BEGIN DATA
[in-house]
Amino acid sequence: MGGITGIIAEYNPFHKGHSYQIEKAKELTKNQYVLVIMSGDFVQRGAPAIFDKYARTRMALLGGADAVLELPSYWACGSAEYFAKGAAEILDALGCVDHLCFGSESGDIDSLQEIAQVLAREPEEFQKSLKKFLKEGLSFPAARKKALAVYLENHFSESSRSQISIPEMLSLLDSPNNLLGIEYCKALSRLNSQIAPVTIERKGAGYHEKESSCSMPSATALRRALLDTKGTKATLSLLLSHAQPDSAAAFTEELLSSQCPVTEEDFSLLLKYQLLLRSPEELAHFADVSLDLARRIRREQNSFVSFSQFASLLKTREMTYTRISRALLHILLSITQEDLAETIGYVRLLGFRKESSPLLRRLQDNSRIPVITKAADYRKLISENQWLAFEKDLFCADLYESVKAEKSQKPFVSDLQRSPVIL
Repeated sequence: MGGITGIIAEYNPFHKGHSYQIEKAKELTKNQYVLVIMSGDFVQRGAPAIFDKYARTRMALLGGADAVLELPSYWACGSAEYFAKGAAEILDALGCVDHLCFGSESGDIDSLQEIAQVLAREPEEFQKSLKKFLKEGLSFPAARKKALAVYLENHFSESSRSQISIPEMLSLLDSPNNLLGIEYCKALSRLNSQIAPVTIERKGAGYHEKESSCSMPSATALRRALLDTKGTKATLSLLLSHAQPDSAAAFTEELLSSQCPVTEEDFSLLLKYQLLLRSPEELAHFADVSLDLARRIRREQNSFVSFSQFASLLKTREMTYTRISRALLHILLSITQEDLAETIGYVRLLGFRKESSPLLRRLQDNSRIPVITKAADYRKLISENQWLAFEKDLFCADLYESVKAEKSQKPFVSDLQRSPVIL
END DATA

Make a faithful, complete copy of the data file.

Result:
[in-house]
Amino acid sequence: MGGITGIIAEYNPFHKGHSYQIEKAKELTKNQYVLVIMSGDFVQRGAPAIFDKYARTRMALLGGADAVLELPSYWACGSAEYFAKGAAEILDALGCVDHLCFGSESGDIDSLQEIAQVLAREPEEFQKSLKKFLKEGLSFPAARKKALAVYLENHFSESSRSQISIPEMLSLLDSPNNLLGIEYCKALSRLNSQIAPVTIERKGAGYHEKESSCSMPSATALRRALLDTKGTKATLSLLLSHAQPDSAAAFTEELLSSQCPVTEEDFSLLLKYQLLLRSPEELAHFADVSLDLARRIRREQNSFVSFSQFASLLKTREMTYTRISRALLHILLSITQEDLAETIGYVRLLGFRKESSPLLRRLQDNSRIPVITKAADYRKLISENQWLAFEKDLFCADLYESVKAEKSQKPFVSDLQRSPVIL
Repeated sequence: MGGITGIIAEYNPFHKGHSYQIEKAKELTKNQYVLVIMSGDFVQRGAPAIFDKYARTRMALLGGADAVLELPSYWACGSAEYFAKGAAEILDALGCVDHLCFGSESGDIDSLQEIAQVLAREPEEFQKSLKKFLKEGLSFPAARKKALAVYLENHFSESSRSQISIPEMLSLLDSPNNLLGIEYCKALSRLNSQIAPVTIERKGAGYHEKESSCSMPSATALRRALLDTKGTKATLSLLLSHAQPDSAAAFTEELLSSQCPVTEEDFSLLLKYQLLLRSPEELAHFADVSLDLARRIRREQNSFVSFSQFASLLKTREMTYTRISRALLHILLSITQEDLAETIGYVRLLGFRKESSPLLRRLQDNSRIPVITKAADYRKLISENQWLAFEKDLFCADLYESVKAEKSQKPFVSDLQRSPVIL